How To Make Sense Of Your Office IT Network
Let’s set the scene. You have just got put in charge of managing your company’s IT systems. You know a bit about IT, but aren’t an expert as such. The company you work for only has a staff of around ten people, and you work out of a small office.
Because you are the most “technical” person there, your peers will expect you to help solve IT issues. For the most part, you can “get by” doing Google searches to find fixes to most problems. But, one thing that confuses you is networking. What do the various devices do, and how does it all fit together?
Today I will give you a brief primer into the world of networking. By the end of this blog post, you should know a bit more about networking. At least, enough to work out where the source of any problems may occur! Here is what you need to know:
Let’s face it; everyone in your office will use the Internet at some stage of their day. How do they connect to it? Your office will have a device called a router. Its job is to send and receive data to and from Internet servers.
Your Internet connection might be an ADSL broadband one, just like the one many people use at home. Or it could be a high-speed fiber connection with a cable company. The router you use will also include a built-in firewall. The job of the firewall is to prevent hackers from accessing your internal network or “LAN”.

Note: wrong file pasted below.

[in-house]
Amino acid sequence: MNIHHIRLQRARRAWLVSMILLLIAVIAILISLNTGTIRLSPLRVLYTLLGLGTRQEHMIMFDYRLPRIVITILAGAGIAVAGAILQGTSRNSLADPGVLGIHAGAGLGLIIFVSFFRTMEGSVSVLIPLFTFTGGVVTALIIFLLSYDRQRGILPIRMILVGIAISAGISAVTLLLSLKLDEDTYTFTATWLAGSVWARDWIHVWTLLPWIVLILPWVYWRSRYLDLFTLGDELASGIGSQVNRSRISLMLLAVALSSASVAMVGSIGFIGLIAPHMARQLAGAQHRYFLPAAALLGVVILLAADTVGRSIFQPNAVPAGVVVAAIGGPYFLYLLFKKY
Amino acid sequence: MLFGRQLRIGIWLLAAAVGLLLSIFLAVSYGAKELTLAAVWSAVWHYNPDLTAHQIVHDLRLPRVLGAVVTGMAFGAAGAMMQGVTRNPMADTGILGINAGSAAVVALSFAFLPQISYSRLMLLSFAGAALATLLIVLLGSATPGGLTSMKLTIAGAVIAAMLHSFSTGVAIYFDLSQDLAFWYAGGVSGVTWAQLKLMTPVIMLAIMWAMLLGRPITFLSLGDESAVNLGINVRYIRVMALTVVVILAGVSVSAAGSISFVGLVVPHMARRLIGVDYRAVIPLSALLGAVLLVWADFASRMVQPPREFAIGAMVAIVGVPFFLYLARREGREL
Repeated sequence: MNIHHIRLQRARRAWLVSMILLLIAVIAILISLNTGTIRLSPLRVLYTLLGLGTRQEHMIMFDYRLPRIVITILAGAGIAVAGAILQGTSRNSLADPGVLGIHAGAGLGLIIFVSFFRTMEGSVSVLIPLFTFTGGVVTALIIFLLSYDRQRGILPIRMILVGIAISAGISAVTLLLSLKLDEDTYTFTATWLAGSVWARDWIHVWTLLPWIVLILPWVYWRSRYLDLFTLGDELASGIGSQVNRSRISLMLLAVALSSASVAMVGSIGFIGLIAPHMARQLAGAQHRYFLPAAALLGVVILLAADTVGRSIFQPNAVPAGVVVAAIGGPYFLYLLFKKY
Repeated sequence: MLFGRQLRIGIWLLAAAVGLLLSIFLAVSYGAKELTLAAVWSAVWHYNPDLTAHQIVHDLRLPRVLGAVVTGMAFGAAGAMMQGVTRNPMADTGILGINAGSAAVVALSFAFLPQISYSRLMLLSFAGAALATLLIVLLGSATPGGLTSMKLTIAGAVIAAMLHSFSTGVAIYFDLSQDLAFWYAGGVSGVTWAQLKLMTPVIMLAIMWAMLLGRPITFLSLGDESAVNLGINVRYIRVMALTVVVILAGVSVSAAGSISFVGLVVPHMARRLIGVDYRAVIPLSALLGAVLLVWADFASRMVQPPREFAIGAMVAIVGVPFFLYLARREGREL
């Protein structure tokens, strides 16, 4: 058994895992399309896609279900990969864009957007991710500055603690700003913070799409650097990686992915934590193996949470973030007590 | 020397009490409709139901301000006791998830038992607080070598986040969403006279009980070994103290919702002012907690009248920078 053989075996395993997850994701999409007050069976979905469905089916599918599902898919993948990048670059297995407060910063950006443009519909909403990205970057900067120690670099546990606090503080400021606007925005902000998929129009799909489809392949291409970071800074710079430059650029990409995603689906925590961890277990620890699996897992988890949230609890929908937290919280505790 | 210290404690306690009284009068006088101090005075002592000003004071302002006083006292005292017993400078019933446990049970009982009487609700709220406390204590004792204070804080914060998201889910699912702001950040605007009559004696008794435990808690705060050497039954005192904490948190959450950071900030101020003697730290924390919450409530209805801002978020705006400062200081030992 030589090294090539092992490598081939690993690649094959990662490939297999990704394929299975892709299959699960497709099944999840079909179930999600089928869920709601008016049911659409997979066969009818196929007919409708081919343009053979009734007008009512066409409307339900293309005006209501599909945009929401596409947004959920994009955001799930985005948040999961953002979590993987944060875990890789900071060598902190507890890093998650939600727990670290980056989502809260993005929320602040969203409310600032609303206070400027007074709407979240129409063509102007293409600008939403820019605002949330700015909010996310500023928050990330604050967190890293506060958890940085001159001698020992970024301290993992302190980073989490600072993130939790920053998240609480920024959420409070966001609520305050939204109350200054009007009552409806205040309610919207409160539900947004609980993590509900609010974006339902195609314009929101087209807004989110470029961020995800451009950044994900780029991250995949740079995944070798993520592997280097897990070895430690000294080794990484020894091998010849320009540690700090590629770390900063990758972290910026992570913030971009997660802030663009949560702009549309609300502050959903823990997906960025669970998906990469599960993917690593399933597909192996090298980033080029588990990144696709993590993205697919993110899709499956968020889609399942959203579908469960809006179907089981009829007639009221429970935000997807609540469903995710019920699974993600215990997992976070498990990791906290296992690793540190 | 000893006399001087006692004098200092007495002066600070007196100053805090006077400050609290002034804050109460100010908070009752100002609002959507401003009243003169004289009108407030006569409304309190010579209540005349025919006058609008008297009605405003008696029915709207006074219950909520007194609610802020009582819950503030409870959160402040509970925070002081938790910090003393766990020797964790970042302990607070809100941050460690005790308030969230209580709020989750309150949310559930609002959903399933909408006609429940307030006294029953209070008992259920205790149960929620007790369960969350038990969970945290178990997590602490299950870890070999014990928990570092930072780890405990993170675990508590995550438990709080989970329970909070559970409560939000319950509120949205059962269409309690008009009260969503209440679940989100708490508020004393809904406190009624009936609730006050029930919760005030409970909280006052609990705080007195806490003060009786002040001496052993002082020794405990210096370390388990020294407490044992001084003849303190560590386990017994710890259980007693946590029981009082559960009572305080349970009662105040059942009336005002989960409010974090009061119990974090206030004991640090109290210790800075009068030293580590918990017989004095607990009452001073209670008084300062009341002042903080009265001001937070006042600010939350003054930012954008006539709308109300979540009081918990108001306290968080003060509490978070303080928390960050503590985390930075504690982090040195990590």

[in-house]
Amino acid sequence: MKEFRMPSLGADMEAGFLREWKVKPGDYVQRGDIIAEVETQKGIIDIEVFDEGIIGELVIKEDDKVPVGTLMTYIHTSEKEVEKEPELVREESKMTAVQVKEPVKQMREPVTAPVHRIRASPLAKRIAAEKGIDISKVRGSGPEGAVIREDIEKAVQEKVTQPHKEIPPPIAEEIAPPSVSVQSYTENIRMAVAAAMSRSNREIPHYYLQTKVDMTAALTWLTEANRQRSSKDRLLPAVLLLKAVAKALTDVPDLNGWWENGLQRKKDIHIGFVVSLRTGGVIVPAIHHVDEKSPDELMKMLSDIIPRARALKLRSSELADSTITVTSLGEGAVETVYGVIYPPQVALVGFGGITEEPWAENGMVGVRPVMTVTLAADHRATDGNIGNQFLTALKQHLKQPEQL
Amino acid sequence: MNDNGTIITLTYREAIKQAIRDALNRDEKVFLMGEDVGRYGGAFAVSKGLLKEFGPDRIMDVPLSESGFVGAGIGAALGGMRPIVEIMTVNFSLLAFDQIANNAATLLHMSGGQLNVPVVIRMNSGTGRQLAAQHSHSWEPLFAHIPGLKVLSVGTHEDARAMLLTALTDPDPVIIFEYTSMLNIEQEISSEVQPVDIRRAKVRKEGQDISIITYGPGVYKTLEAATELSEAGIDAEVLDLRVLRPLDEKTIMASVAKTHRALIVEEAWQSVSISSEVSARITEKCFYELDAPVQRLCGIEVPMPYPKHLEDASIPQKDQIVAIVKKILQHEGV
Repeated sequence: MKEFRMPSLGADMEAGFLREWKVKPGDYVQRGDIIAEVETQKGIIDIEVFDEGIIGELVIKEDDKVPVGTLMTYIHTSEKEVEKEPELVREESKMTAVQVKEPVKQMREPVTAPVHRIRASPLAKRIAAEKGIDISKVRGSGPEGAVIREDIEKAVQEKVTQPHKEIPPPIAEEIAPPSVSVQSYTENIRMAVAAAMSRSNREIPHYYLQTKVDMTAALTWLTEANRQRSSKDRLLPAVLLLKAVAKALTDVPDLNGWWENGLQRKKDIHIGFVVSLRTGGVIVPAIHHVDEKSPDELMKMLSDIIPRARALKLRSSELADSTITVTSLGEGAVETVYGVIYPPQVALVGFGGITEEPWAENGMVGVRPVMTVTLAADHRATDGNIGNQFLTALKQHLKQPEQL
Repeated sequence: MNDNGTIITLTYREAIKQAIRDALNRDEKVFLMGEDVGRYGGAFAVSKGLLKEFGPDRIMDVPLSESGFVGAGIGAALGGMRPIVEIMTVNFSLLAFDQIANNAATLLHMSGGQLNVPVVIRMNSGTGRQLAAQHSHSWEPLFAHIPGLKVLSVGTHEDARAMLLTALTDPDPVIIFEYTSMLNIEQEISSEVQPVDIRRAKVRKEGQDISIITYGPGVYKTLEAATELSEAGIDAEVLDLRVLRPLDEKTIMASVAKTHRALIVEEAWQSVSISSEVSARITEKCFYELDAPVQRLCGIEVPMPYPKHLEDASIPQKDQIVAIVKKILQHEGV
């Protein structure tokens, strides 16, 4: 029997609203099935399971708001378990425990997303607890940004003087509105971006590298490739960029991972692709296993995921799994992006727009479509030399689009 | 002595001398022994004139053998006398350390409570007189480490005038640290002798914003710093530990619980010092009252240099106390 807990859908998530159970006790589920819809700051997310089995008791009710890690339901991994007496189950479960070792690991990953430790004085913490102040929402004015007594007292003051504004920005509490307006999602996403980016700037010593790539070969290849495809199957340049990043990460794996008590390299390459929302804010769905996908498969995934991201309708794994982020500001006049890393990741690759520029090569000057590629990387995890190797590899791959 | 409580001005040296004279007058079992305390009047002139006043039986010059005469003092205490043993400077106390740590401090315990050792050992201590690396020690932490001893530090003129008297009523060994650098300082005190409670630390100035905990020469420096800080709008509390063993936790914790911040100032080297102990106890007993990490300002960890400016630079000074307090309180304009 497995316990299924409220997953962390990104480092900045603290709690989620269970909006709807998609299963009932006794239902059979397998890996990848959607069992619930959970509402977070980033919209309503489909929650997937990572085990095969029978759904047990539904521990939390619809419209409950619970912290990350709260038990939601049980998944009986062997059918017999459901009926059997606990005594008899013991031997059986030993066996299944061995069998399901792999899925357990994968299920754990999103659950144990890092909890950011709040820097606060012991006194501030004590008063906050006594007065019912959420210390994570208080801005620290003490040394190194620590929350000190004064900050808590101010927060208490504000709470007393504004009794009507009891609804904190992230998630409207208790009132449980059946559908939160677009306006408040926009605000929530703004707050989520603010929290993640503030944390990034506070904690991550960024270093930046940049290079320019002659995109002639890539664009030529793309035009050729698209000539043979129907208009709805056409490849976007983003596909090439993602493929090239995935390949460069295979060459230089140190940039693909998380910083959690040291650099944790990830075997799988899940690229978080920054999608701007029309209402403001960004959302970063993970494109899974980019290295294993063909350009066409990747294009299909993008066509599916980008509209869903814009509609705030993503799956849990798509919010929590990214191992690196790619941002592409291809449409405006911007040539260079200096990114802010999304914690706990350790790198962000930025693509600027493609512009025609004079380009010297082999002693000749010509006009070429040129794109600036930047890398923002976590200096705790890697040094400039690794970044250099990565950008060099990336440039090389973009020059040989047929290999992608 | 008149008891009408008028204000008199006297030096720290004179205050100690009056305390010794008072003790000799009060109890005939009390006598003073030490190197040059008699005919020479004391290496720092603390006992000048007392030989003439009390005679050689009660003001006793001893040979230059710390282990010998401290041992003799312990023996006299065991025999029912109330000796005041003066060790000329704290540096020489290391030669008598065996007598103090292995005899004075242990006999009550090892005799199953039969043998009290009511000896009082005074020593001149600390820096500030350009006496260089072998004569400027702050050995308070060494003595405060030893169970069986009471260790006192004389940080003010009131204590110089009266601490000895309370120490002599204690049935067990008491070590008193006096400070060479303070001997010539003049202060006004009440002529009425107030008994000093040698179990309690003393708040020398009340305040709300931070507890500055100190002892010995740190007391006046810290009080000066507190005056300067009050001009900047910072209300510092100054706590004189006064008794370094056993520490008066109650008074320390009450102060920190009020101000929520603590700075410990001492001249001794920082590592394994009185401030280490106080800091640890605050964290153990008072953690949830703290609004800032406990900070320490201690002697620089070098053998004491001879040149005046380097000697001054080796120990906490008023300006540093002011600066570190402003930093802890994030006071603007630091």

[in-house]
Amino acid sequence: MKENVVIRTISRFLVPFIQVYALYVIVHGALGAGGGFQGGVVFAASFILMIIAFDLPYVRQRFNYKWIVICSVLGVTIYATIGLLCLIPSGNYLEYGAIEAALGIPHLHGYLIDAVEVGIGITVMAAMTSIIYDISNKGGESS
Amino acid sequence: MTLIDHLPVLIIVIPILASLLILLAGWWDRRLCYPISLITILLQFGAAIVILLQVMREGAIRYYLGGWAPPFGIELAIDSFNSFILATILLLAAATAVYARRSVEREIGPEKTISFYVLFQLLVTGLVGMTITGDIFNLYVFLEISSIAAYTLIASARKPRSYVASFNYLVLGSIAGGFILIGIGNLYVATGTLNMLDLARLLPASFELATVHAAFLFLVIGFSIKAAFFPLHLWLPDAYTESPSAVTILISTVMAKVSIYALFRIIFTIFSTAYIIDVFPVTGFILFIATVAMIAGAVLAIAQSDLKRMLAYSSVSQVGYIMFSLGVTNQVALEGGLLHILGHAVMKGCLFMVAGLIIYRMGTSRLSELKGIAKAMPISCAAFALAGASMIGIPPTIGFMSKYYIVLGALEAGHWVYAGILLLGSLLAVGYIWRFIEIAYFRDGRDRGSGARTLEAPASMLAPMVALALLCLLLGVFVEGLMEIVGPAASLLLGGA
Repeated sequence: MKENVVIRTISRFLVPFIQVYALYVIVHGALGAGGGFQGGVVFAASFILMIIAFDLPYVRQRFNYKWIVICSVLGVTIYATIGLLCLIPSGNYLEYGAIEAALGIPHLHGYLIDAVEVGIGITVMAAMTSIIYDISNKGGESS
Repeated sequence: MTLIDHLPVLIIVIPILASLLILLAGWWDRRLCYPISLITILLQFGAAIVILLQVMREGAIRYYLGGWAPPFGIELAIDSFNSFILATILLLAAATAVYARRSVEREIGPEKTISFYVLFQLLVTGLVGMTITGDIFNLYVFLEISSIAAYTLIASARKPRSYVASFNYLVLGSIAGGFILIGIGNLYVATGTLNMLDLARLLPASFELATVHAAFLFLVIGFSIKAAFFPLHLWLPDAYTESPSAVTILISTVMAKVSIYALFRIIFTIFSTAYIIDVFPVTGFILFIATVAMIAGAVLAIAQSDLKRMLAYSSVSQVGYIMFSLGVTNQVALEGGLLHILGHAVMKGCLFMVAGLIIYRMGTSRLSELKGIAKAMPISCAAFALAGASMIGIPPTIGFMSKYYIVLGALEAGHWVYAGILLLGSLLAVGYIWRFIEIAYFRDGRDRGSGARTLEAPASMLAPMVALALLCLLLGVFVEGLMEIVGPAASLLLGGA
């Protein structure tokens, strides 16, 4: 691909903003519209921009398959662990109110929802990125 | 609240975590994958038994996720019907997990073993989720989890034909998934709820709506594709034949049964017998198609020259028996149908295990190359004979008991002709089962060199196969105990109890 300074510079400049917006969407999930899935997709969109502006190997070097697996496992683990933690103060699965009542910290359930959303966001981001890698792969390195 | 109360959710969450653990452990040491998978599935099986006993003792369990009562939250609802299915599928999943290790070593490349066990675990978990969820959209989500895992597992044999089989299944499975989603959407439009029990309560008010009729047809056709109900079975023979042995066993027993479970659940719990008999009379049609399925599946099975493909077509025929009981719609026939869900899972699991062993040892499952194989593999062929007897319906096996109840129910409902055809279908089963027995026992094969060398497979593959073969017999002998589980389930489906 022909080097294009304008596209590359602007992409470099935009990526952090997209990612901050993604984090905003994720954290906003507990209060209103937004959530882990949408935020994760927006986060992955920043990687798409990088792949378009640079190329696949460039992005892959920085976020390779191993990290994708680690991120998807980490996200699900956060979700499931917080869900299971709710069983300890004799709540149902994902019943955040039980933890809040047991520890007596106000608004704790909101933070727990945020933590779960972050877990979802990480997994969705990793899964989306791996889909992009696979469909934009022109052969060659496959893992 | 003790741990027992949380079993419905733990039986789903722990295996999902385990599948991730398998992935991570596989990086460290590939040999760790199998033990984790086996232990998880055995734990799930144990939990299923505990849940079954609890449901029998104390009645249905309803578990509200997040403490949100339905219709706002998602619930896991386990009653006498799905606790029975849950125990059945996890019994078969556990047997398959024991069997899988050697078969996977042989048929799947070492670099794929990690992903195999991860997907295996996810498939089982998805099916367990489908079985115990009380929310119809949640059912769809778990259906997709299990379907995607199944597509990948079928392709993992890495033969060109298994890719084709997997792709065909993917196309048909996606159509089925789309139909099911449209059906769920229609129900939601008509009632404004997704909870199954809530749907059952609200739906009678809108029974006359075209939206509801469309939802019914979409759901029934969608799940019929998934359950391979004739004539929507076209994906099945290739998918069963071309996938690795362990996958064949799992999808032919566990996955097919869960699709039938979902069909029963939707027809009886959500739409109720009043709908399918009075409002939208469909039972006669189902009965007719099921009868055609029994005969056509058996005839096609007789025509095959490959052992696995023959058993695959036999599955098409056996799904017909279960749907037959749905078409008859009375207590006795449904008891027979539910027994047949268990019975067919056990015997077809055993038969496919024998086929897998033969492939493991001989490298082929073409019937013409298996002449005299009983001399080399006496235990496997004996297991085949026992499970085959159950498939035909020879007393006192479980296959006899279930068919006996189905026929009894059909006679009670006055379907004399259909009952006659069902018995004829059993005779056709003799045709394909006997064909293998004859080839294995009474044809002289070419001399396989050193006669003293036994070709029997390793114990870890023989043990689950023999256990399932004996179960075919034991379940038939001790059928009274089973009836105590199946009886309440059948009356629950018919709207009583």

If the Internet stops working for everyone, your first port of call should be the router. You can usually log into it and determine the cause of the problem. In most cases, rebooting it or turning it off and on again will fix any issues.
LAN (Local Area Network)
A LAN is a term used to describe the internal network in your office. The computers and devices in your office will use Ethernet cables or wireless links. Wired connections will go either to a switch or direct to your Internet router. Wireless connections will go to your Internet router or a Wi-Fi “access point.”
In case you wondered, a switch is a device that acts as a hub. It allows wired connections to link to your Internet router. YJT Solutions can help you improve your LAN design if you’ve got an outdated or complex layout.
Is your employer’s premises split across several floors? If so, there is usually two ways computers in those cases connect to a LAN. First of all, they may use structured wiring. That’s what IT experts refer to as the Ethernet cabling that runs in and around your building. Another option is to use Powerline adapters.
In a nutshell, Powerline adapters act as LAN switches, but with a clever twist. Instead of using lots of long wires between floors, it uses power sockets!
A typical Powerline configuration will consist of at least two adapters. One of them will need to get connected to an actual LAN switch or Internet router. You can use as many Powerline adapters as you wish. I hope today’s blog post has been of some use to you. Thanks for reading!